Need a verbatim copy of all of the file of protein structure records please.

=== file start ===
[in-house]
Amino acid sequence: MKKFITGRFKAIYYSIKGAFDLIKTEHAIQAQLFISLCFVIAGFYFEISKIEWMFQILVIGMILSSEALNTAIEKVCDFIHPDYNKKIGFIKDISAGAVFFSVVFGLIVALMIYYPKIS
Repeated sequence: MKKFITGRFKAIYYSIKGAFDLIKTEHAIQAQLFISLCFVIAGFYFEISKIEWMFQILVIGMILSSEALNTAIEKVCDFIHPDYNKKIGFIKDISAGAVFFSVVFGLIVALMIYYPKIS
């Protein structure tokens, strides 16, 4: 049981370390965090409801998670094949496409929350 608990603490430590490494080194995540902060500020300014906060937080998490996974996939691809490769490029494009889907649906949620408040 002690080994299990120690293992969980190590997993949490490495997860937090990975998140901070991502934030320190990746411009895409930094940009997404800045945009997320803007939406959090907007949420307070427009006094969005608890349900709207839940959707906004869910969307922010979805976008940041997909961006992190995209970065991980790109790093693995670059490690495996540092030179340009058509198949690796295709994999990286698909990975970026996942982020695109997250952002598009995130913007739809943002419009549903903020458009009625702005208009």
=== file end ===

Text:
[in-house]
Amino acid sequence: MKKFITGRFKAIYYSIKGAFDLIKTEHAIQAQLFISLCFVIAGFYFEISKIEWMFQILVIGMILSSEALNTAIEKVCDFIHPDYNKKIGFIKDISAGAVFFSVVFGLIVALMIYYPKIS
Repeated sequence: MKKFITGRFKAIYYSIKGAFDLIKTEHAIQAQLFISLCFVIAGFYFEISKIEWMFQILVIGMILSSEALNTAIEKVCDFIHPDYNKKIGFIKDISAGAVFFSVVFGLIVALMIYYPKIS
């Protein structure tokens, strides 16, 4: 049981370390965090409801998670094949496409929350 608990603490430590490494080194995540902060500020300014906060937080998490996974996939691809490769490029494009889907649906949620408040 002690080994299990120690293992969980190590997993949490490495997860937090990975998140901070991502934030320190990746411009895409930094940009997404800045945009997320803007939406959090907007949420307070427009006094969005608890349900709207839940959707906004869910969307922010979805976008940041997909961006992190995209970065991980790109790093693995670059490690495996540092030179340009058509198949690796295709994999990286698909990975970026996942982020695109997250952002598009995130913007739809943002419009549903903020458009009625702005208009």